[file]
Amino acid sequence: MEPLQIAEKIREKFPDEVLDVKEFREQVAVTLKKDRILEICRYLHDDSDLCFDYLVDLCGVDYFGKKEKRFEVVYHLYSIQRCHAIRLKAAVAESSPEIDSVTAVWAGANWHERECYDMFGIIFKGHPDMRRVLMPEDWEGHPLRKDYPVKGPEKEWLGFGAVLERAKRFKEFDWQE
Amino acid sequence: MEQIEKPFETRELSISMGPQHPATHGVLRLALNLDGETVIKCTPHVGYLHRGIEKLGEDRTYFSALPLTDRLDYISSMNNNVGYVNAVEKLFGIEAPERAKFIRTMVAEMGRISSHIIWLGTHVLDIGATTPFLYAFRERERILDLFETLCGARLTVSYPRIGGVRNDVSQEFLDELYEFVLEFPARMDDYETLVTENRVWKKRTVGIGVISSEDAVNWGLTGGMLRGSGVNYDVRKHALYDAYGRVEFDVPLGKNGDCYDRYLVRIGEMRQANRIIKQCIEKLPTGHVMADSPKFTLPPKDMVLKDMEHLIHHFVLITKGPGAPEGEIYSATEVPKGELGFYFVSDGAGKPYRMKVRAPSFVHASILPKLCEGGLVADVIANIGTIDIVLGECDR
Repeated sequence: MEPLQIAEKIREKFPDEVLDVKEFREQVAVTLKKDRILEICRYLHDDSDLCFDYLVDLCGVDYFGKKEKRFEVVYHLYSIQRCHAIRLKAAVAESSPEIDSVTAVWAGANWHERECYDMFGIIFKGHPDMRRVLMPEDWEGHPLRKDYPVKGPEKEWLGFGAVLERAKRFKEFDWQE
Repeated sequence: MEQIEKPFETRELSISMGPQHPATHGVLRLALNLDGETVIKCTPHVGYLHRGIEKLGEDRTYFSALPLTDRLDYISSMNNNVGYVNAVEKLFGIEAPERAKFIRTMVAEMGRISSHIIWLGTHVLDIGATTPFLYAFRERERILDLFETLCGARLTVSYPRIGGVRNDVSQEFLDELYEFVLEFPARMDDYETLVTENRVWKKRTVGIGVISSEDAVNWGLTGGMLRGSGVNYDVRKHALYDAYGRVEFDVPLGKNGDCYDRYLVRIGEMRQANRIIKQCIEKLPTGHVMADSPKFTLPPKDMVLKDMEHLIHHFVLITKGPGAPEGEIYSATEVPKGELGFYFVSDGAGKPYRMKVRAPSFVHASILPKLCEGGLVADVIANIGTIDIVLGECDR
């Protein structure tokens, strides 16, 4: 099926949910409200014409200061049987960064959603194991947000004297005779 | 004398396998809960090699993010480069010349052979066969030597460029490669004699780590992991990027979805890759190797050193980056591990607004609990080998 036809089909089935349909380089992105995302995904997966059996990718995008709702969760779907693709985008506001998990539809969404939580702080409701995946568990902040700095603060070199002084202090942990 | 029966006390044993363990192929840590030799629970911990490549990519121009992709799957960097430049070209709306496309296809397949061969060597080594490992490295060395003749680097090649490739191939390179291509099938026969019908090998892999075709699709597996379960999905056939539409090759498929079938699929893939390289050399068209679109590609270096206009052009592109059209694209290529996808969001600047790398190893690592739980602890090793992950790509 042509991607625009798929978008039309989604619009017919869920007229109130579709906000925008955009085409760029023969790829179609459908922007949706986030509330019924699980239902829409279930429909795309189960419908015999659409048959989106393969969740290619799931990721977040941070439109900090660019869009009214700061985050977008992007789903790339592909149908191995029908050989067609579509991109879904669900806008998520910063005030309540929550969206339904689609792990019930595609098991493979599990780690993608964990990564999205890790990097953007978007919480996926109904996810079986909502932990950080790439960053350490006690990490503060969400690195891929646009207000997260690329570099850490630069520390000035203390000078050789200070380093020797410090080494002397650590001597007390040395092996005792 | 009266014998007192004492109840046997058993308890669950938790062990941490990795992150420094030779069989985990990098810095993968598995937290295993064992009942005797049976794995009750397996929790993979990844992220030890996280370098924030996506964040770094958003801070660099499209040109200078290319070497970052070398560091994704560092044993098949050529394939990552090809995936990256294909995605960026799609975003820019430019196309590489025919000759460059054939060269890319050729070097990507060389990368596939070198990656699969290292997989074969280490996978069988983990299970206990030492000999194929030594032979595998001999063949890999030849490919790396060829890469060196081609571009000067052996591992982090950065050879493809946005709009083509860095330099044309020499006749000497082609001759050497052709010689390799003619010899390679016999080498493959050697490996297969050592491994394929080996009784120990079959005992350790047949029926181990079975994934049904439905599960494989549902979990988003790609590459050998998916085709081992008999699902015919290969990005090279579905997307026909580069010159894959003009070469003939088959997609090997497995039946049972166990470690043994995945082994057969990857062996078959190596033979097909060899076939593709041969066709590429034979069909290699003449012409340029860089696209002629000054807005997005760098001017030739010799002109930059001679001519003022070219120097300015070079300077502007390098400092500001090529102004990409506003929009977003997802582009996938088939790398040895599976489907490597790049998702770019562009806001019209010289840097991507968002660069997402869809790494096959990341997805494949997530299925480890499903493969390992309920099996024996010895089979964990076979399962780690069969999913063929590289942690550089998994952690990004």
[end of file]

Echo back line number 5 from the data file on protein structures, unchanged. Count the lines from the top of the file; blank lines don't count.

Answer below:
């Protein structure tokens, strides 16, 4: 099926949910409200014409200061049987960064959603194991947000004297005779 | 004398396998809960090699993010480069010349052979066969030597460029490669004699780590992991990027979805890759190797050193980056591990607004609990080998 036809089909089935349909380089992105995302995904997966059996990718995008709702969760779907693709985008506001998990539809969404939580702080409701995946568990902040700095603060070199002084202090942990 | 029966006390044993363990192929840590030799629970911990490549990519121009992709799957960097430049070209709306496309296809397949061969060597080594490992490295060395003749680097090649490739191939390179291509099938026969019908090998892999075709699709597996379960999905056939539409090759498929079938699929893939390289050399068209679109590609270096206009052009592109059209694209290529996808969001600047790398190893690592739980602890090793992950790509 042509991607625009798929978008039309989604619009017919869920007229109130579709906000925008955009085409760029023969790829179609459908922007949706986030509330019924699980239902829409279930429909795309189960419908015999659409048959989106393969969740290619799931990721977040941070439109900090660019869009009214700061985050977008992007789903790339592909149908191995029908050989067609579509991109879904669900806008998520910063005030309540929550969206339904689609792990019930595609098991493979599990780690993608964990990564999205890790990097953007978007919480996926109904996810079986909502932990950080790439960053350490006690990490503060969400690195891929646009207000997260690329570099850490630069520390000035203390000078050789200070380093020797410090080494002397650590001597007390040395092996005792 | 009266014998007192004492109840046997058993308890669950938790062990941490990795992150420094030779069989985990990098810095993968598995937290295993064992009942005797049976794995009750397996929790993979990844992220030890996280370098924030996506964040770094958003801070660099499209040109200078290319070497970052070398560091994704560092044993098949050529394939990552090809995936990256294909995605960026799609975003820019430019196309590489025919000759460059054939060269890319050729070097990507060389990368596939070198990656699969290292997989074969280490996978069988983990299970206990030492000999194929030594032979595998001999063949890999030849490919790396060829890469060196081609571009000067052996591992982090950065050879493809946005709009083509860095330099044309020499006749000497082609001759050497052709010689390799003619010899390679016999080498493959050697490996297969050592491994394929080996009784120990079959005992350790047949029926181990079975994934049904439905599960494989549902979990988003790609590459050998998916085709081992008999699902015919290969990005090279579905997307026909580069010159894959003009070469003939088959997609090997497995039946049972166990470690043994995945082994057969990857062996078959190596033979097909060899076939593709041969066709590429034979069909290699003449012409340029860089696209002629000054807005997005760098001017030739010799002109930059001679001519003022070219120097300015070079300077502007390098400092500001090529102004990409506003929009977003997802582009996938088939790398040895599976489907490597790049998702770019562009806001019209010289840097991507968002660069997402869809790494096959990341997805494949997530299925480890499903493969390992309920099996024996010895089979964990076979399962780690069969999913063929590289942690550089998994952690990004």